Sincere thanks to all who took the time to write and submit stories for the True Tales of Woodworking Contest held by Lost Art Press to celebrate the publication of their new edition of “Making Things Work: Tales of a Cabinetmaker’s Life. Several entries will be published over at https://blog.lostartpress.com in the next few days. I’ll be posting others (lightly edited) here over the coming weeks–they’re too good not to share. Check the Lost Art Press site this Saturday, February 1, for the winner!
Cracking a Few Eggs, by Marselle Bredemeyer
When friends ask me to make them something, here’s my go-to offer: “Why don’t you join the woodworking guild with me? It’s only $90 a year. This is simple, I could teach you how to do it with our tools.” I’ve been taught by many patient volunteer woodworkers there, so I want to give back, teach what I know to someone else.
I also really don’t want to make anything, for anyone. Just for me.
Here’s what I’ll say in my defense: I’m more of a scared woodworker than a selfish one. I worry the piece won’t live up to my hopes for it once I hand it off. Maybe if someone could promise me a monthly newsletter update from the table they’d like me to make, I’d take on some requests. But for now, it’s me, making furniture for me in my available free time, struggling in the way a person who wasn’t born with a talent struggles on the path from “I kinda suck at this” to “I can hide how much I suck at this.”
That’s probably why I told my friends Rebecca and Justin that I could make two new balusters for the staircase in their century-plus old house. It just seemed so easy. I could help a friend and not embarrass myself, a woodworker less than a year into practice at the time.
I walk the half mile from my apartment to their house, and grab a couple original balusters for reference. They’re white oak, we all agree. A golden oil finish and patina have given the oak a soft, glowing warmth. I’ll buy stock they’ll reimburse me for and make all the required cuts. They’ll take on staining the replacement pieces to match the rest. I’m copying something craftsman-style straightforward: two square sticks, each with a dovetail on one end where the balusters join the stringer. It’s a shallow, 1-1/4″-long dovetail, the back of it — half the thickness of the stock — removed. The carton of farm-laid eggs Rebecca hands me as a thank you are my first-ever duck eggs.
Getting eggs that I don’t know if I like in exchange for woodworking is deeply charming for me. So charming, I want to roll my eyes at myself when I relive the feeling again. When I text my dad that I can’t believe I get to trade my woodworking skills for something, he reminds me what eggs cost at Aldi, but who needs Aldi when you’ve just started my own barter economy in the heart of midtown Kansas City? Surely I’m only a few months away from trading cabinets for bricks of farm-fresh tofu.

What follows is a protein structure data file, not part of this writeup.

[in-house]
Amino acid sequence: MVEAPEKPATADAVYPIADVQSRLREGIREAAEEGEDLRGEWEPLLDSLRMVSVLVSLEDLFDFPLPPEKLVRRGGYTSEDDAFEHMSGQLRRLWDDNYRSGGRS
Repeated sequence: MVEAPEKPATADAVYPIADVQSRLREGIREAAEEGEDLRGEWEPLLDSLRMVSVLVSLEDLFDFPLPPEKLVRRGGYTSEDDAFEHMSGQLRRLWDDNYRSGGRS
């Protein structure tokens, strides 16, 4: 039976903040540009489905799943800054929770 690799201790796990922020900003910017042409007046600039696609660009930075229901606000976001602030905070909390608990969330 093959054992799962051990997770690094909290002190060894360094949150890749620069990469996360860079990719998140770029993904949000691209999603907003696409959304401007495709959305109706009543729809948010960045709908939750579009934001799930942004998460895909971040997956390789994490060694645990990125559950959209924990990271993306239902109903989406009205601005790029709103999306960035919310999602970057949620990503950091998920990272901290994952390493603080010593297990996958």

Most trips to the lumber shop still make my confidence waiver. For the balusters, I get a few feet of 8/4 white oak, slowly, but without second guessing. Days later, I’m in the guild’s shop, set up on one of the two Roubo benches stationed in the hand-tool room. I shape up my long squares and go for a hand-tool approach to the dovetails.
Why don’t I just trace them onto my new sticks? Instead I trace them onto cardboard and cut the tail out of the cardboard, so that I have a reverse outline I can overlay and mark on the sticks. As a woodworker today, I notice those fried-brain moments in myself as letting stress get the best of me, letting thinking in circles distract me from doing something that’s making me nervous, which in this case is doing work that makes a friend less stressed. Plus, I really don’t want to mess up these sticks — what would the ducks think? I take an Instagram photo and make a Hall and Oates pun for a caption — Haulin’ Oaks is a great pun, worth at least one egg.
Hand-cutting the dovetails doesn’t go the way I planned. Over and over my saw slips off the corner of the baluster that I’m trying to cut into, since the end of the tail is the width of the stock. The tails turn out narrower than the originals, but close enough that Rebecca and Justin think it’ll work.
“It’s actually red oak.” I’m sent this text with a side-by-side comparison of the end grain of the new and old boards, from the staircase, a few days later. If I knew what I know now, I’d tell them: it doesn’t matter, blending new pieces alongside century-old pieces is going to be near-impossible anyway.
Instead I feel like a fraud. Endgrain on red oak vs. white oak is a lesson three different woodworkers felt compelled to bring up to me in my first months. I’d never looked at the endgrain of the old balusters because there wasn’t much to look at; that grain had blackened with oil and glue and time.
I knew I’d feel too guilty to even ask to be reimbursed for the new red oak, so I ask Justin to meet me at the nearby lumberyard where he can buy what’s right, and let me take it from there. We make it, an hour after it closed. “Wouldn’t a real woodworker actually know when her ‘favorite’ store was open or not?” is what I picture him thinking. I’ve scammed my way into these eggs and better eat them fast.
When I’m back at my bench, with red oak this time, I realize I can trace the dovetail directly from one piece to another, and that cutting it on a bandsaw will make this a two-minute task.
No need to haul so many oaks next time. I’ll slow down and step away when I’m putting too much pressure on myself over a few sticks.
Because they are classy, Rebecca and Justin don’t just reimburse me or give me eggs. I’m surprised with extra cash that I could even use to buy my own brunch. I want to give it back. After what I’ve put myself through, it would have just been better if they’d bought their own guild membership.